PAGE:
Well, the north wasn’t frozen. It was cold though. The wind follows you around enshrouding you in its blanket of winter chill. Like the bully behind you in school, it flicks away at you ears and aims icy blasts at any weakness in your defences. Any gap between your scarf and collar is all it takes for the cold fingers of the north to slip onto the contours of your cold vulnerable neck. Even if you cover up it’s too late. The beast has breached you guard and it stays.
On Christmas day of 1995, I decided to drive up north. I left at five thirty. Next door’s lights were already on and I heard muffled squeals of wide-eyed delight floating from their windows. I’d borrowed a car for the trip. Sadly my faithful old Fiesta was having brake trouble. But I was in a brand new Fiat Uno. What could possibly go wrong? Cruising round the sweeping bend to take up the familiar path of the M1 the back wheels slipped. Ice was everywhere.
It was a cautious journey. As the harsh white sun began to rise, sending a dazzling ray gun to the rear view mirror, the whole winter’s scene began to emerge. It was beautiful. All around the green of the fields and trees were covered in the static white of a deep frost. Long dark shadows were stretching from the trees pointing their skeletal fingers to the north west. By Junction fourteen on the M6 there were only two lanes available. But the whole point of an early start on the day itself was to avoid any delays.
My parent’s road was a sea of rough ice; as if the choppy water of a gusty day had frozen in an instant. Getting out of the car I noticed the unusual direction of the chill wind. It was coming from the north east. A Siberian special. It was a memorable break. On that journey I decided to open the bonnet to see why the screen wash wasn’t working. I knew it was frozen but I just wanted to check. The bonnet lever came off in my hand. I laughed.
It was significant because the return journey took over seven hours. It wasn’t because of the traffic; I had to stop at every service area to clean the windscreen.
The wind this year was a more normal north westerly; hardly friendly but it brought the brightness of the blue sky and the pinkness of your ears like the familiar old school bully. My father had put the ramps out. I scampered up the clattering aluminium into the pulsating warmth of the snug little terrace. It’s impossible for any stealth in that house. The now familiar gouges out of the door frames and skirting, exactly five inches from the floor had left a (t)rail of destruction on the ground floor. Upstairs was also a challenge. After the safety of the stair lift it was no-man’s land. It was a minefield of flat floor and sharp bends. I only fell over once. The para-medics were quick. Job done, minimal embarrassment.
It was six days of mayhem and calm. I wanted to spend time sitting with my father. We had plenty of family visitors. Children and adults alike showered us in cascades of Christmas cheer. Next door cooked our Christmas dinner. I was touched. In amongst the flattened spaces and closed down shops and pubs of Seacombe, is a community of kindness. It’s always been like that. Our road has been full of big families and big hearts. As a child I was never alone. This is part of the magic of returning to Wallasey. The houses may have been transformed by double glazing and paved front paths but the big heart is still there.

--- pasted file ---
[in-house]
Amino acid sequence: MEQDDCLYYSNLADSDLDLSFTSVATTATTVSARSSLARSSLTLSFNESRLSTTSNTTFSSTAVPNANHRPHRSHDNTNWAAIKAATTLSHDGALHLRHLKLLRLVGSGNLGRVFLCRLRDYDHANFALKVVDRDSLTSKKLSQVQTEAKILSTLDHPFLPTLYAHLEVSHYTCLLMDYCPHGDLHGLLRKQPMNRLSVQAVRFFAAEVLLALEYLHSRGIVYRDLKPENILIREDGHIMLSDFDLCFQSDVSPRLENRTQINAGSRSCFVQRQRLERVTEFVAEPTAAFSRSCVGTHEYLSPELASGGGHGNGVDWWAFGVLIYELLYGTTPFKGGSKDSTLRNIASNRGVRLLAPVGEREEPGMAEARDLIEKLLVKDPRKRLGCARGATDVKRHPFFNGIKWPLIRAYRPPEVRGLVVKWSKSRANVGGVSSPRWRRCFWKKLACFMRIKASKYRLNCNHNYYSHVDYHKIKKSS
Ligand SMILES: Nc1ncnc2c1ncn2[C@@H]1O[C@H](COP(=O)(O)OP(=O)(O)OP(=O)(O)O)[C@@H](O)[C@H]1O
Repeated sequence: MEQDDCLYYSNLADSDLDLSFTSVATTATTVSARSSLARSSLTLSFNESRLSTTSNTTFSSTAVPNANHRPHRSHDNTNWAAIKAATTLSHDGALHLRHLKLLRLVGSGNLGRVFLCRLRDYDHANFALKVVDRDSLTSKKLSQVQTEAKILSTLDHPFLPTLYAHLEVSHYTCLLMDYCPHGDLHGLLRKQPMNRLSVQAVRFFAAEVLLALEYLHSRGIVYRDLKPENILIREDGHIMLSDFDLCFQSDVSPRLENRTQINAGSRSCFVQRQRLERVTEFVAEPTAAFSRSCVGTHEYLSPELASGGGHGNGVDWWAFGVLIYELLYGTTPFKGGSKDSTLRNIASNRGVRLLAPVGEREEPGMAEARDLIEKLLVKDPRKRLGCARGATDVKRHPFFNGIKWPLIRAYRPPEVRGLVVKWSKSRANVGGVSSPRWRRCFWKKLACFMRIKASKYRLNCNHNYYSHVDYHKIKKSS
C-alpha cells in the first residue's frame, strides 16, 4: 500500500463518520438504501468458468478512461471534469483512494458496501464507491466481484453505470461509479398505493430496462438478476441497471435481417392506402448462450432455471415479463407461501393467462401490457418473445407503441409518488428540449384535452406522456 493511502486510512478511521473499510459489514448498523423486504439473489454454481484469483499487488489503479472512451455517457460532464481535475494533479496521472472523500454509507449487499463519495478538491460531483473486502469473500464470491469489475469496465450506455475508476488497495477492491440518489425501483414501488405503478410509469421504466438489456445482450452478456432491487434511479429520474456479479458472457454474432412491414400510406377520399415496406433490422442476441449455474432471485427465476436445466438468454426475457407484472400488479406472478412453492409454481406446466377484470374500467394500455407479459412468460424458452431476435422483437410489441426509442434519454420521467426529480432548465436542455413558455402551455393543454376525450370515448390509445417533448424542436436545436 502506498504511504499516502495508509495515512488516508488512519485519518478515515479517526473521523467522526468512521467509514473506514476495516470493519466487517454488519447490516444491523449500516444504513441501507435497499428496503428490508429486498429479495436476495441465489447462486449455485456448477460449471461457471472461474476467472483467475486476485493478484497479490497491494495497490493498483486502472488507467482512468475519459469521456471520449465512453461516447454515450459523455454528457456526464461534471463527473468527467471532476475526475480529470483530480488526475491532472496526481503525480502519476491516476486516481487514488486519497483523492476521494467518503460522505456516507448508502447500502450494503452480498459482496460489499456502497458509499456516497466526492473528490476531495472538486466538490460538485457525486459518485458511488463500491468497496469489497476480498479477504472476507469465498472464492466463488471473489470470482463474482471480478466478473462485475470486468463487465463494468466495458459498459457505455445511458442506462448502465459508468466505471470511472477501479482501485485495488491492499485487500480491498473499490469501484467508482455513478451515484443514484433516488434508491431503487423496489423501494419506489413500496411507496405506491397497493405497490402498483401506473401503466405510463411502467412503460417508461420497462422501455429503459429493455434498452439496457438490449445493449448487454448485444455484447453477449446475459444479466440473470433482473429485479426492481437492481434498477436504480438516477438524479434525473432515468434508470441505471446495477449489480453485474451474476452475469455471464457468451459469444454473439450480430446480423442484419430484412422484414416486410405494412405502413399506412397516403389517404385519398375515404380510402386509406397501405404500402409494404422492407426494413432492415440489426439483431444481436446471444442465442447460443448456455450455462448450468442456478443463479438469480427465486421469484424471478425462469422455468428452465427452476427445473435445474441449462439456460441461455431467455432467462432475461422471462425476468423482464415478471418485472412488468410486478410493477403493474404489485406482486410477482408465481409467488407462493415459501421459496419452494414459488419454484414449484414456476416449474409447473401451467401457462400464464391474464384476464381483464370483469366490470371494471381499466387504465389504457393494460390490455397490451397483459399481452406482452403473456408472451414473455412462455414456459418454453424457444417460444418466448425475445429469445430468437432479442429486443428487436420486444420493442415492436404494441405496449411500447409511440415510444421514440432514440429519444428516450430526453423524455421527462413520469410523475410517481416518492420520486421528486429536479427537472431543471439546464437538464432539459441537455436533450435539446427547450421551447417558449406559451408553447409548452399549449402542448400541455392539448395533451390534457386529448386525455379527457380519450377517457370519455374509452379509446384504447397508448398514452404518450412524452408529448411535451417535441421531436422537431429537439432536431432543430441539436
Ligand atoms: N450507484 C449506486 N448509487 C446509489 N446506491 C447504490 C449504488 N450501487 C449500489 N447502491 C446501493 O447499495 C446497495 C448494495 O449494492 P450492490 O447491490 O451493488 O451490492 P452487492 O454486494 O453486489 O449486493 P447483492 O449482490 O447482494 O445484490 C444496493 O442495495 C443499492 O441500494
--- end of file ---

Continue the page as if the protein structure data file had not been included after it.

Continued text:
Let me talk about Monday. My older brother Tom had assumed he’d turned up to give me a lift to Liscard. Well I had a list of things for him to do. My dad now refers to our able bodied relatives as “those strange people who can see and walk”. I asked Tom to search for my dad’s missing wallet and then to get a few things for me. The wallet wasn’t found.
My other brother had that pleasure; unearthing the little minx from under the armchair. But Tom just carried on with his usual optimistic demeanour. I went to the pub. It was an old friends’ reunion. But it wasn’t a reunion. We were re-asserting our bonds. We are now going to meet up many times. It’s a new chapter.
Straight after the pub I was driven to my old friend Julie’s house. This is a little cottage down a mysterious little driveway. No-one knows they are there. That’s part of their charm. The irregular bumps and potholes of the improvised path jolt us into a turbulent welcome to these exclusive little dwellings.
Julie now shares her house with Colin. Colin is a big part of her history but now their clandestine trysts are also in the past. They are together and it shows. Julie has always had a restless side. But it’s gone; replaced by the generosity and comfort of a couple happy in their own existence. I’m delighted for both of them.
The following day, was another time for doing nothing. Phil and Rosie arrived. Phil found the wallet. My dad feigned a romantic reunion with his missing friend. The laughter reflected our relief. Between the two of us, Dad and I had searched in vain. If only we could move chairs. “That’s because he’s a strange person,” commented a relieved man referring to people who still had functioning bodies.
The following day, Julie and Colin arrived at seven fifty to take me to the station. It was another little comfortable moment of benign humour. Julie describe me as “chipper”. Well I was. It had been a brilliant break. Again the train was heaving. But I had my space. I arrived back home at one fifty.That was just over five hours from door to door. I love trains.
Thank-you for reading.